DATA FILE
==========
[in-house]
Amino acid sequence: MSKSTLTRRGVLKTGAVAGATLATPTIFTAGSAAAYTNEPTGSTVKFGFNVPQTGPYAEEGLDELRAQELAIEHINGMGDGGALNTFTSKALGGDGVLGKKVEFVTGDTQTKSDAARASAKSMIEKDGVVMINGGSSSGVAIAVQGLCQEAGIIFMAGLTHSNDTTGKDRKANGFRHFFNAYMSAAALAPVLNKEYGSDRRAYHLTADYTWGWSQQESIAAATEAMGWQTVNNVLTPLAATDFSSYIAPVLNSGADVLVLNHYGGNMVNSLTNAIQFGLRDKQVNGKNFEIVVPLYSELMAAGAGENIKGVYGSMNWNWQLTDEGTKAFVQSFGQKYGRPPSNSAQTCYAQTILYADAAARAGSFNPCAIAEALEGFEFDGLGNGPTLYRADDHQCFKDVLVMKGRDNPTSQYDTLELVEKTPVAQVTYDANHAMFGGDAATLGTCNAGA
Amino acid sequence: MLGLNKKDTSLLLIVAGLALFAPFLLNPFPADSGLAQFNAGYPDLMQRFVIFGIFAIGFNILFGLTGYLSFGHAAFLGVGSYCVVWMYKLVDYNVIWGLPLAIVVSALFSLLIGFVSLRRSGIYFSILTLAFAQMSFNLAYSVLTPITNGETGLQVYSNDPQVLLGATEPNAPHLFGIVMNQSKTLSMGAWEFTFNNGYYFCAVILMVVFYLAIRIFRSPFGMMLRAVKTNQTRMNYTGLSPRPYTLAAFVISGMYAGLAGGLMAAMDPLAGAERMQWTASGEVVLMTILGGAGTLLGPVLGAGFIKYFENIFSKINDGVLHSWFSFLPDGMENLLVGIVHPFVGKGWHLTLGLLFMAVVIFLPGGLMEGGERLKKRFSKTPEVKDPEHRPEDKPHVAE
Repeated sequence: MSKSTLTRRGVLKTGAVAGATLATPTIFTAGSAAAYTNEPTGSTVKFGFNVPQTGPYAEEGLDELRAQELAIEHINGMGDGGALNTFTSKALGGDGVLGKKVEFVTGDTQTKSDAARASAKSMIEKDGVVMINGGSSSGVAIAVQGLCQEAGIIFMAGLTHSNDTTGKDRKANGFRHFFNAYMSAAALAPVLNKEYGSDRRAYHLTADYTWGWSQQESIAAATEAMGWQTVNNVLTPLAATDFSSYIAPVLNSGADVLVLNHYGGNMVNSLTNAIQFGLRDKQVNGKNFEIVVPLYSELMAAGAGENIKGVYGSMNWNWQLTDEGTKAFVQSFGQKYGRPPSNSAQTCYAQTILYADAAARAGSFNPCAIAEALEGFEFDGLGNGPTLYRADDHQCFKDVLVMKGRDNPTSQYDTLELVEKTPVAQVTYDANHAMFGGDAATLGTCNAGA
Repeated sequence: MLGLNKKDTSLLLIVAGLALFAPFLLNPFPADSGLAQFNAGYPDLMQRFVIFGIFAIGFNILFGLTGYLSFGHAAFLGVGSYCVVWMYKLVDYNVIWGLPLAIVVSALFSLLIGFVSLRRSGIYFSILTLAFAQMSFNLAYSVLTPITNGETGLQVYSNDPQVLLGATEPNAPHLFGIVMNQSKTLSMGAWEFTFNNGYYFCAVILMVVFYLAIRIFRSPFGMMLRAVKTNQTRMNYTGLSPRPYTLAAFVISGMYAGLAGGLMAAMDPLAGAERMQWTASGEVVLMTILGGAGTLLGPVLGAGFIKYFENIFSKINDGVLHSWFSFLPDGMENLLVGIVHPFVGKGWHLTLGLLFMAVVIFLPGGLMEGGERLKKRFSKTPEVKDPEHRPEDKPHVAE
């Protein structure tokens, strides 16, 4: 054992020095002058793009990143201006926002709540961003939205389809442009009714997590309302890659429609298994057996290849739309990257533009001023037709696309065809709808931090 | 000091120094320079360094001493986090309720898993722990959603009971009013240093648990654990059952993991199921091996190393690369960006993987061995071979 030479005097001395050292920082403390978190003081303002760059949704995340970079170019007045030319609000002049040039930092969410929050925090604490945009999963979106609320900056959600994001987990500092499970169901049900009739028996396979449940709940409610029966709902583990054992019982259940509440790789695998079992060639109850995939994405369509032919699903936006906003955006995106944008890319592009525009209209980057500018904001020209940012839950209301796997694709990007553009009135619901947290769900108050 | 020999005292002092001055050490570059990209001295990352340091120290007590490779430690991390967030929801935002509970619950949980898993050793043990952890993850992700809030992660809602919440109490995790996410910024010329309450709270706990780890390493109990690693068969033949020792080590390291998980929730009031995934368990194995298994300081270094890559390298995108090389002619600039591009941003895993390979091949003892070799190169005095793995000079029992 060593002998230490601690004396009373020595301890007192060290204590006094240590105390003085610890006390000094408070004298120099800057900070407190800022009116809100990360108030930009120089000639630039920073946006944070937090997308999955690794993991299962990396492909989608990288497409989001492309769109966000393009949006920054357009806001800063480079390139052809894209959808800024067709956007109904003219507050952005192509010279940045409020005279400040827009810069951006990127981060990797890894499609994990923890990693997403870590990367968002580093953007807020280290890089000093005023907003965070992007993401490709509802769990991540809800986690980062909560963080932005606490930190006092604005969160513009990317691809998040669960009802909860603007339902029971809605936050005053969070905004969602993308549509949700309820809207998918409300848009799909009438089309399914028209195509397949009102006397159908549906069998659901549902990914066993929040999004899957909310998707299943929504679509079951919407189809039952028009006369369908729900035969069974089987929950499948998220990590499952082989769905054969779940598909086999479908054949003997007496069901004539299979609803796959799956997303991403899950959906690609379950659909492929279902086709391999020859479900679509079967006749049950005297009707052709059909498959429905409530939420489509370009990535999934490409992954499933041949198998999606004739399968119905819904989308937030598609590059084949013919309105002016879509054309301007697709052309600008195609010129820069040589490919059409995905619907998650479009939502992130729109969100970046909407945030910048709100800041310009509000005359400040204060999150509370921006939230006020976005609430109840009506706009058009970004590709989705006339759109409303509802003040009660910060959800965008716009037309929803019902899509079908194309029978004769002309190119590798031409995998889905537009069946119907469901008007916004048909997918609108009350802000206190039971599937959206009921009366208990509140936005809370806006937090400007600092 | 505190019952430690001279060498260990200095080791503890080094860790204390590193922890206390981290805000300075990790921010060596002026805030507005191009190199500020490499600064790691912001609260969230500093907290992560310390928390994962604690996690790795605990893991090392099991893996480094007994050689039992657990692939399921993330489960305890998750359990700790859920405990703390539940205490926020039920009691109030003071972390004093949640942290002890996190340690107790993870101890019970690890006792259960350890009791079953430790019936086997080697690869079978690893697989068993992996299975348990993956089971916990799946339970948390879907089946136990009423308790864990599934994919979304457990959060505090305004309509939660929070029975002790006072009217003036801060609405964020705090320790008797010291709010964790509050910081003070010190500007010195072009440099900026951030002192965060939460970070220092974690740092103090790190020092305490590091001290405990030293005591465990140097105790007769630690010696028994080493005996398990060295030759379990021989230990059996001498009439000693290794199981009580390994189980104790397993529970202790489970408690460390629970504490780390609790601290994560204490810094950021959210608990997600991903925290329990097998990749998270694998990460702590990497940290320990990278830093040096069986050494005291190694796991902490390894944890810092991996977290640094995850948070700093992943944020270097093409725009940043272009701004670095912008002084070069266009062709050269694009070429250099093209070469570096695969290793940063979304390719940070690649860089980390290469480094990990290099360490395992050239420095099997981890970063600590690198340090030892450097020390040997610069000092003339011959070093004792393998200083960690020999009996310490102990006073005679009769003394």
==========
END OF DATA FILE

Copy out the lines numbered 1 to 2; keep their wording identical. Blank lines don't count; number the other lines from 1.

[in-house]
Amino acid sequence: MSKSTLTRRGVLKTGAVAGATLATPTIFTAGSAAAYTNEPTGSTVKFGFNVPQTGPYAEEGLDELRAQELAIEHINGMGDGGALNTFTSKALGGDGVLGKKVEFVTGDTQTKSDAARASAKSMIEKDGVVMINGGSSSGVAIAVQGLCQEAGIIFMAGLTHSNDTTGKDRKANGFRHFFNAYMSAAALAPVLNKEYGSDRRAYHLTADYTWGWSQQESIAAATEAMGWQTVNNVLTPLAATDFSSYIAPVLNSGADVLVLNHYGGNMVNSLTNAIQFGLRDKQVNGKNFEIVVPLYSELMAAGAGENIKGVYGSMNWNWQLTDEGTKAFVQSFGQKYGRPPSNSAQTCYAQTILYADAAARAGSFNPCAIAEALEGFEFDGLGNGPTLYRADDHQCFKDVLVMKGRDNPTSQYDTLELVEKTPVAQVTYDANHAMFGGDAATLGTCNAGA